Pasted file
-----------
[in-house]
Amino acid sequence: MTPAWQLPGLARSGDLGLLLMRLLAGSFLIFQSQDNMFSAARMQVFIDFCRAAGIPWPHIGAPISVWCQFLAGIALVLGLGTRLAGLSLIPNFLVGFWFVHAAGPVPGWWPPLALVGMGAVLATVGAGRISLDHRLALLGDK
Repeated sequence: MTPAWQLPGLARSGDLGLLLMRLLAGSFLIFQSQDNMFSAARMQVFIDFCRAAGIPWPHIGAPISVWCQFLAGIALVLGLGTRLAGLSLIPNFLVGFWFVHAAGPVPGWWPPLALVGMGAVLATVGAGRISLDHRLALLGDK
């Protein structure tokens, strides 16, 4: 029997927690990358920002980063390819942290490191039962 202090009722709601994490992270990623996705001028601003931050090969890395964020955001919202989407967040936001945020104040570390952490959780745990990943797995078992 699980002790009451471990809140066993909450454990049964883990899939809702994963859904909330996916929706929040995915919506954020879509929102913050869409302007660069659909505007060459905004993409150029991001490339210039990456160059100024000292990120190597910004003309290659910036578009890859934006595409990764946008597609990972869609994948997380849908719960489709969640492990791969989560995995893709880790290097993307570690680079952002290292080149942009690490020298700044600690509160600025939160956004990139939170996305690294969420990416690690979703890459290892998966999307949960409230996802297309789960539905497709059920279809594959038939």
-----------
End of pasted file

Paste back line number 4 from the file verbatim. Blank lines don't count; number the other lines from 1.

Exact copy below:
């Protein structure tokens, strides 16, 4: 029997927690990358920002980063390819942290490191039962 202090009722709601994490992270990623996705001028601003931050090969890395964020955001919202989407967040936001945020104040570390952490959780745990990943797995078992 699980002790009451471990809140066993909450454990049964883990899939809702994963859904909330996916929706929040995915919506954020879509929102913050869409302007660069659909505007060459905004993409150029991001490339210039990456160059100024000292990120190597910004003309290659910036578009890859934006595409990764946008597609990972869609994948997380849908719960489709969640492990791969989560995995893709880790290097993307570690680079952002290292080149942009690490020298700044600690509160600025939160956004990139939170996305690294969420990416690690979703890459290892998966999307949960409230996802297309789960539905497709059920279809594959038939």